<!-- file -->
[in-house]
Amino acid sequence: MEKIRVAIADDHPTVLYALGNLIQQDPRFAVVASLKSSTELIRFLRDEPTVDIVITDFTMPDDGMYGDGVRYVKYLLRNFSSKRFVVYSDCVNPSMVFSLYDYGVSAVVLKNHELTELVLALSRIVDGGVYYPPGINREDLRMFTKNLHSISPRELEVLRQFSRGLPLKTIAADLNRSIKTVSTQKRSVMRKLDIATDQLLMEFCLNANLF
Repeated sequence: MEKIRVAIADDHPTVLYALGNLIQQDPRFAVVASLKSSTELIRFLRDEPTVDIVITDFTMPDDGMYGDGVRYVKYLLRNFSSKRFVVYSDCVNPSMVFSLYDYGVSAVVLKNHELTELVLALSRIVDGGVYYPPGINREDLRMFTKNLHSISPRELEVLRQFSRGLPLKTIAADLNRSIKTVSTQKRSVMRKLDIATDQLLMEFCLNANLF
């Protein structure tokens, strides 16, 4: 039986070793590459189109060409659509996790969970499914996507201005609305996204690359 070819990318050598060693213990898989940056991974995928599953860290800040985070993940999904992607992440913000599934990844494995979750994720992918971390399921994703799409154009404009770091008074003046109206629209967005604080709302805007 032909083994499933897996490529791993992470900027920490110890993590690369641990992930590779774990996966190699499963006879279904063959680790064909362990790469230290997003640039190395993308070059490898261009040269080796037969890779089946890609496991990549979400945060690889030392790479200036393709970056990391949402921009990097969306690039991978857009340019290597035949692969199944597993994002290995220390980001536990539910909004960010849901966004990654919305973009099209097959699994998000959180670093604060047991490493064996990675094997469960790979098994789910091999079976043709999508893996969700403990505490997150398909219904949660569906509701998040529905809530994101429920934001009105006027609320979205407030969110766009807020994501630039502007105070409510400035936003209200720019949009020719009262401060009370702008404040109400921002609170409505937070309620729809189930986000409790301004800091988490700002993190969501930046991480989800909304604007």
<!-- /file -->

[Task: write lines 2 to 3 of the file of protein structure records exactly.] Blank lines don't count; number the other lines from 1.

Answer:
Amino acid sequence: MEKIRVAIADDHPTVLYALGNLIQQDPRFAVVASLKSSTELIRFLRDEPTVDIVITDFTMPDDGMYGDGVRYVKYLLRNFSSKRFVVYSDCVNPSMVFSLYDYGVSAVVLKNHELTELVLALSRIVDGGVYYPPGINREDLRMFTKNLHSISPRELEVLRQFSRGLPLKTIAADLNRSIKTVSTQKRSVMRKLDIATDQLLMEFCLNANLF
Repeated sequence: MEKIRVAIADDHPTVLYALGNLIQQDPRFAVVASLKSSTELIRFLRDEPTVDIVITDFTMPDDGMYGDGVRYVKYLLRNFSSKRFVVYSDCVNPSMVFSLYDYGVSAVVLKNHELTELVLALSRIVDGGVYYPPGINREDLRMFTKNLHSISPRELEVLRQFSRGLPLKTIAADLNRSIKTVSTQKRSVMRKLDIATDQLLMEFCLNANLF